What a world of apparitions: / stifled warmth of the greenhouse, / scent of tomatoes, my mother / and I working closely // to shimmy the pots / loose. Split sack of soil / on the bench, glow / of a tea light in the jar, // and not a word between us./ It is hard to tell where heaven / starts, and where it ends: / me, a foot taller, standing // where her father stood, / and outside, look: the dove,/ like a paper lantern, is bobbing / in the apple-blossom.
FRAME of REFERENCE If erotic sovereignty deals with immanent excellences, agapeic service deals with transcendent good. It is most released to ethical care for the other as other. It releases something of the promise of a more universal love of being, in respect both for the value of nature as other and for other human beings with whom one shares the gifts of the between. WILLIAM DESMOND The Intimate Universal, 180.
In quaranteen I’m finding my hobby a great consolation. I mean my study of lyric, begun in childhood and pursued as opportunity allowed throughout a long wandering career in writing, editing, journalism, and other facets of the predigital world of print culture. In my 70’s, quaranteened by a worldwide virus, preoccupied with rolling spikes of grief, supported by friends in genteel poverty, I have found a voice, modest and pure on Twitter, documenting aspects of what my masters in the 60s and 70’s in California called the ”short poem.” My masters included the subject of my Berkeley dissertation, which focused on Yvor Winters and modern French poets, but also the classical lyric: My Berkeley professors included groundbreaking scholars of Pindar (Elroy Bundy) and Horace (W. R. Johnson). Like Yeats, my earliest soul-shaper, I love to say those names. My eyes are so bad I have to be content sometimes just with the rollcall.
The rollcall is growing. New poets like Geraldine Clarkson and Sean Hewitt have challenged my assumptions about the lyric and confirmed my wildest hope. The short poem has survived the Age of Nihilism, so perfectly climax3d by the novel corona virus, and has reconnected with structures and values that characterize the earliest fragments of lyrics by Sappho and other “Greek” singers.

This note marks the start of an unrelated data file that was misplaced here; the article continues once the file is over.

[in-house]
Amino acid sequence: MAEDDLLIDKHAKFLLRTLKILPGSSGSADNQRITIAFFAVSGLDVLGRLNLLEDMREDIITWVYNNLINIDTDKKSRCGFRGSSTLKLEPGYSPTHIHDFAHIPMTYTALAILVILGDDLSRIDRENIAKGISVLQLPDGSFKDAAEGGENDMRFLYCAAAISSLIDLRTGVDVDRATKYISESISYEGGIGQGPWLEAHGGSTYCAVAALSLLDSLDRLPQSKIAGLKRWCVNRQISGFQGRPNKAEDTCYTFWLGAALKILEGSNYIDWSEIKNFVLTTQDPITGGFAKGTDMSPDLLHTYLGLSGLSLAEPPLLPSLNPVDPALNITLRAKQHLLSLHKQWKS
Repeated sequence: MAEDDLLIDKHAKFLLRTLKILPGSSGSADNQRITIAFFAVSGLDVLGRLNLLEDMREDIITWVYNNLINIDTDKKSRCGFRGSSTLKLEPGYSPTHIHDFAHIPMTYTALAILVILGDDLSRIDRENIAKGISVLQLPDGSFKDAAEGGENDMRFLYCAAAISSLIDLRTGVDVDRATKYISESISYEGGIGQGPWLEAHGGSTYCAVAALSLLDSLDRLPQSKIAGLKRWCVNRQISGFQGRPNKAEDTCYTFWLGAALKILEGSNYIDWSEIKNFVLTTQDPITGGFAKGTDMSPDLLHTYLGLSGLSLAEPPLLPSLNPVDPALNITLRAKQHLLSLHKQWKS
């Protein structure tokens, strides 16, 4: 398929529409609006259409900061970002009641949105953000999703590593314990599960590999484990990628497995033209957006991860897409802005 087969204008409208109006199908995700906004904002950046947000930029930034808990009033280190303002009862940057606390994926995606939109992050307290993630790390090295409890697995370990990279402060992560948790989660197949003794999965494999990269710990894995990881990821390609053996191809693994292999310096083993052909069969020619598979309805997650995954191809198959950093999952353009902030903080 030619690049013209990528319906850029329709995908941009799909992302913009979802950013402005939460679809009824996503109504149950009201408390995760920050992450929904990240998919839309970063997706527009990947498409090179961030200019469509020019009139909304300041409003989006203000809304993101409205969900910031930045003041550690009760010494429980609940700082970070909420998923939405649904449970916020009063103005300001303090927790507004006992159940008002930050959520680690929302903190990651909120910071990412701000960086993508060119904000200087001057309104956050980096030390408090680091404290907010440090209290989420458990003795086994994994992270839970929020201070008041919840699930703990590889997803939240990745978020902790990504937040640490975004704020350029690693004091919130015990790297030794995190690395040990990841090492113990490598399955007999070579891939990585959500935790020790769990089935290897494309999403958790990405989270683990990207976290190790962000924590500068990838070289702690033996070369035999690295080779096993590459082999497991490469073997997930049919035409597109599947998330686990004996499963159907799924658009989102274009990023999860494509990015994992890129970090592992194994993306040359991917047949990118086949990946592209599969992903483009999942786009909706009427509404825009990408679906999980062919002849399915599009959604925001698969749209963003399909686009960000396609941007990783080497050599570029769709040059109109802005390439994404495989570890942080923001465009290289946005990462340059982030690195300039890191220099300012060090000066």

Unbelievable! Compact, epigrammatic phrasing, the resources of points of view rooted in the Homeric and non-Western traditions, the folded form that releases the poem from the contingencies of autonomy and idealism into an “intimate universal” clearing space for finite others, in a space open to what can’t be said only shown— that sort of thing.
I was lucky to have discovered Yeats among the paperbacks my older sister brought home from high school in Bakersfield. I am not being ironic and may have succumbed to the mythmaking propensities of “the aging intellect.” But Yeats was there for me at a suggestible age. Heaney much later but now, in light of the “new” poet Sean Hewitt, newly relevant, at least to this chronically myopic observer.
Hewitt can stand on his own. All of thirty, he’s revealing once again the resources of the lyric. His debut, “Tongues of Fire,” recapitulates and extends the range of the lyric. He has the courage to show his loyalty to the powers that make his voice ring out in the chaos of the present.
In “Evening Poem,” a title he repeats as if to accentuate the sturdy architecture of his book, there’s an unmistakable echo of Heaney and HIS mother. It’s the almost ruthless speed of Hewitt’s imagination that surprises. The outline of his narrative— from the ironically Yeatsian category of “apparition” broken to include the givens of the family greenhouse, to the relativities of his family’s dialectics— is tied to a “universal” from the philosophy schools: “It is hard to tell where heaven / starts, and where it ends.”
Really? I thought modernity had made that distinction a matter of determined fact! That rather prosaic deliberative statement follows the narrative climax, “and not a word between us.” The negative expression, I say, creates a gap, a silence, an aporia, you could drive a truck through.
As Hewitt does. Then the turn of the poem. The “between” of mother and son working in the greenhouse sudden opens to a greater one through proportion: Me/her father. In the silence of that observation, an unspeakable dimension appears: poem’s place in a book haunted protreptically by his own father’s death. Behold the economies of scale of the lyric tradition, which can make you or break you, where allusion can bear the weight of joy and grief.
In my own vernacular drawn from the oceanic, shall I say Joycean, but systematic writings of the Irish philosopher William Desmond, this is metaxyturn, the moment when the local life of the between of the poem opens on a space illuminated by awareness/presence from beyond the narrative. The sign of metaxyturn is the finite otherness of an image of what Desmond has lately named “the intimate universal,” with the stress on “intimate” to differentiate it from the formalist neoclassical tradition.
The carefully crafted yet expansive and equivocal “image” of the iconic dove, reconfigured in light of paper lanterns and apple blossoms: THIS is the sign of the finite embodied other that caps the story of family love, communicative sometimes heart-breaking silences. Hewitt’s firm control of all this craft allows for a greater sense of artistic freedom, which is why I’m charged up by the appearance of his book.